MK: Do you think you’ll ever get to ask him these questions? Or is it within the rotation that now you’re bumped so far back and it will be a long time before you’re back in the press room?

CJ: I don’t know. I’m very frustrated. I was very excited! This is the first news conference for the new administration that has already made a lot of major policy achievements that have been beneficial for the LGBTQ community and breaking ground with diverse appointees. Everything was very organized. The White House aides did a roll call to make sure the people who were invited were there and the ones who weren’t were not. I went and saw my name on one of the seats and thought ‘Wow!’. And then as the conference was going on, I started to realize that I was seated in the back. Biden was only calling on the reporters who were in the first two rows. Then I realized how the cameras were set up, I’m behind the cameras… and I knew they weren’t going to call the five or six of us who were that far back. In hindsight, I found it to be very condescending. Essentially, [I] was wasting my time. I say that with reservations because I know Biden is bringing in a lot of immediate changes for the LGBTQ community after the Trump years. But, I just didn’t like how they had this laid out. The Washington Blade has been in the White House Press pool for awhile. I don’t feel like we need to prove ourselves as a reliable source of information. This is my third administration while working for The Washington Blade. I feel like they should be recognizing us as they would any other news outlet. [But] President Biden, during his campaign, he wasn’t as engaged with The Washington Blade as we would have liked. Certainly not from any previous Democratic nominee like Barack Obama or Hillary Clinton. I had more engagement with Donald Trump than I did with Biden amid the campaign trail. Sadly, this is consistent with the engagement we have with him. Psaki does call on me regularly during briefings and she does have answers for me that our readers will appreciate, like his positions on policy. But, Biden himself has not been as forthcoming with us on the campaign trail or as a President. That’s not just us as a gay publication. This is the first news conference that Biden has given in his presidency. If you look at the statistics, this is the first time in a century that it’s taken this long for a President to give a news conference.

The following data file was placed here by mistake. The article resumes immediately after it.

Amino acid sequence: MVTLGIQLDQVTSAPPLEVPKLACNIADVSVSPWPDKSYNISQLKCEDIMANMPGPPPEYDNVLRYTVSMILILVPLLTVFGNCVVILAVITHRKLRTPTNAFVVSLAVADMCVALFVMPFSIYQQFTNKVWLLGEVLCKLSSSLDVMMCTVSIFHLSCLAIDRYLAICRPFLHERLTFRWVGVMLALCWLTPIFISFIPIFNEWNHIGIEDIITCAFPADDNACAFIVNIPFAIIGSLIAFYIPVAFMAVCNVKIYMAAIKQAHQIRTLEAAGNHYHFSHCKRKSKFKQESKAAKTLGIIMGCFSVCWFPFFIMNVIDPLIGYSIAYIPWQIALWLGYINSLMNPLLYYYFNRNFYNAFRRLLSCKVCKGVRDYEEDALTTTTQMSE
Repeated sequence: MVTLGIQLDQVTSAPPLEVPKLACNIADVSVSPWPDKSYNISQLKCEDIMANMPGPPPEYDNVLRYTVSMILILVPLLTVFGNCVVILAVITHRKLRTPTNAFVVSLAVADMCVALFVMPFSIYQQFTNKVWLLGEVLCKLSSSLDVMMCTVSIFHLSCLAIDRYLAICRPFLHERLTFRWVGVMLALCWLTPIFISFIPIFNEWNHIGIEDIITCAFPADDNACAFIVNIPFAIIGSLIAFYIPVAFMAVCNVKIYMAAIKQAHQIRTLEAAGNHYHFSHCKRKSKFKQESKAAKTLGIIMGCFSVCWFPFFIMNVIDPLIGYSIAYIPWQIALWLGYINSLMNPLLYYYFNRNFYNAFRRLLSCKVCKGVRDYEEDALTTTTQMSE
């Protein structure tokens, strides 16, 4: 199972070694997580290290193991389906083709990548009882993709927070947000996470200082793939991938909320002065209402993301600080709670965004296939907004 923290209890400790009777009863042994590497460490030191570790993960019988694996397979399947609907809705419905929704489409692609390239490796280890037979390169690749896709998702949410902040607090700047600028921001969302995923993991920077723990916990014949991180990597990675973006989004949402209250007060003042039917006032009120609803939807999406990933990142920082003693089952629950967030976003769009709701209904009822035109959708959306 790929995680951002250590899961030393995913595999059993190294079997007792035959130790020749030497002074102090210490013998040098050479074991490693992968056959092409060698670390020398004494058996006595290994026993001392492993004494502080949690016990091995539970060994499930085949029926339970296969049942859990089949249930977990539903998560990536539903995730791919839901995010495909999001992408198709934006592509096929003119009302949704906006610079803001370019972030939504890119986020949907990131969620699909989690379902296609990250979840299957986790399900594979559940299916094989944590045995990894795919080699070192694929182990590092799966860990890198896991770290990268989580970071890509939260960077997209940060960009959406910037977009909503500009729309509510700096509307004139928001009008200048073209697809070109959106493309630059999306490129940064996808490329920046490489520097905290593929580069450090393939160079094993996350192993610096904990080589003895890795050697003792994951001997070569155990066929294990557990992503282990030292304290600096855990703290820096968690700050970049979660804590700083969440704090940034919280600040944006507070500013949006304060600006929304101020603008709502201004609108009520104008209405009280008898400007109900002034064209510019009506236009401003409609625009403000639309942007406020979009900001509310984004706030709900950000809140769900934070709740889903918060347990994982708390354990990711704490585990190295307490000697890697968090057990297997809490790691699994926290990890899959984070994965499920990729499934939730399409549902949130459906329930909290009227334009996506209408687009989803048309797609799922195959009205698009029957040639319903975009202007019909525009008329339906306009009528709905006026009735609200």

Thank you Chris Johnson for sharing your words about your experience today at Biden’s first press conference.  We love having a presence in the White House so keep trying and thank you again. 


Hearing that he was overlooked was troubling and we hope the rotation is favorable in the future and even more so as possible lessening of COVID restrictions will allow more reporters like Johnson to be in front of the cameras.

Biden’s Administration will be under a microscope as there were many promises made about LGBTQ representation and policies and practices. Those expectations the American people have, the LGBTQ citizens voted for, are going to be desired to be fulfilled.

What do you think Instincters?

 – Do you think that there was a set of questions and approved reporters established for this first Biden press conference and maybe LGBTQ specific questions were not on that list for this go around?


 – Should there have been LGBTQ topics addressed during the first press conference, because you know, for moderate candidate and politics?

We will have to wait and see when we’ll have Biden answering LGBTQ specific questions on a national stage as our elected leader in the future.

If you’ve missed Biden’s first press conference as President, you can check it out below:

Writer’s Note A: This is the opinion of one Instinct Magazine contributor and does not reflect the views of Instinct Magazine itself or fellow contributors.

Writer’s Note B: Quotes have been edited for clarity.